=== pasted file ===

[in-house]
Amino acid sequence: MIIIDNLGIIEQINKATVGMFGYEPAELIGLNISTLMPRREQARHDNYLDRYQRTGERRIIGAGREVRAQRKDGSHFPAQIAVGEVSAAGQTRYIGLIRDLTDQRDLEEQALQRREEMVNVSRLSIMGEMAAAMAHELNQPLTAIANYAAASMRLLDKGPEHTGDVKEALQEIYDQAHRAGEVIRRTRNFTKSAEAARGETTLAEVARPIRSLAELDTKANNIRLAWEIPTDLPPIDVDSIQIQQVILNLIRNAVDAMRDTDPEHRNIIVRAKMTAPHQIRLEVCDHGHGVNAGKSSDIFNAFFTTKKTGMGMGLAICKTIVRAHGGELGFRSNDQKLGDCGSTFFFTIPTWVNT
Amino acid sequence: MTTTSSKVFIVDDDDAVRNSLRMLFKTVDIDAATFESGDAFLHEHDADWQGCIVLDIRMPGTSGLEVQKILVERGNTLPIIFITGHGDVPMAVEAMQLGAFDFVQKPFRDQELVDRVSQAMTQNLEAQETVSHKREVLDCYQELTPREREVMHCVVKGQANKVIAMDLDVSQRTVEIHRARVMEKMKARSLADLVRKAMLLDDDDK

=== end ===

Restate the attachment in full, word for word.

[in-house]
Amino acid sequence: MIIIDNLGIIEQINKATVGMFGYEPAELIGLNISTLMPRREQARHDNYLDRYQRTGERRIIGAGREVRAQRKDGSHFPAQIAVGEVSAAGQTRYIGLIRDLTDQRDLEEQALQRREEMVNVSRLSIMGEMAAAMAHELNQPLTAIANYAAASMRLLDKGPEHTGDVKEALQEIYDQAHRAGEVIRRTRNFTKSAEAARGETTLAEVARPIRSLAELDTKANNIRLAWEIPTDLPPIDVDSIQIQQVILNLIRNAVDAMRDTDPEHRNIIVRAKMTAPHQIRLEVCDHGHGVNAGKSSDIFNAFFTTKKTGMGMGLAICKTIVRAHGGELGFRSNDQKLGDCGSTFFFTIPTWVNT
Amino acid sequence: MTTTSSKVFIVDDDDAVRNSLRMLFKTVDIDAATFESGDAFLHEHDADWQGCIVLDIRMPGTSGLEVQKILVERGNTLPIIFITGHGDVPMAVEAMQLGAFDFVQKPFRDQELVDRVSQAMTQNLEAQETVSHKREVLDCYQELTPREREVMHCVVKGQANKVIAMDLDVSQRTVEIHRARVMEKMKARSLADLVRKAMLLDDDDK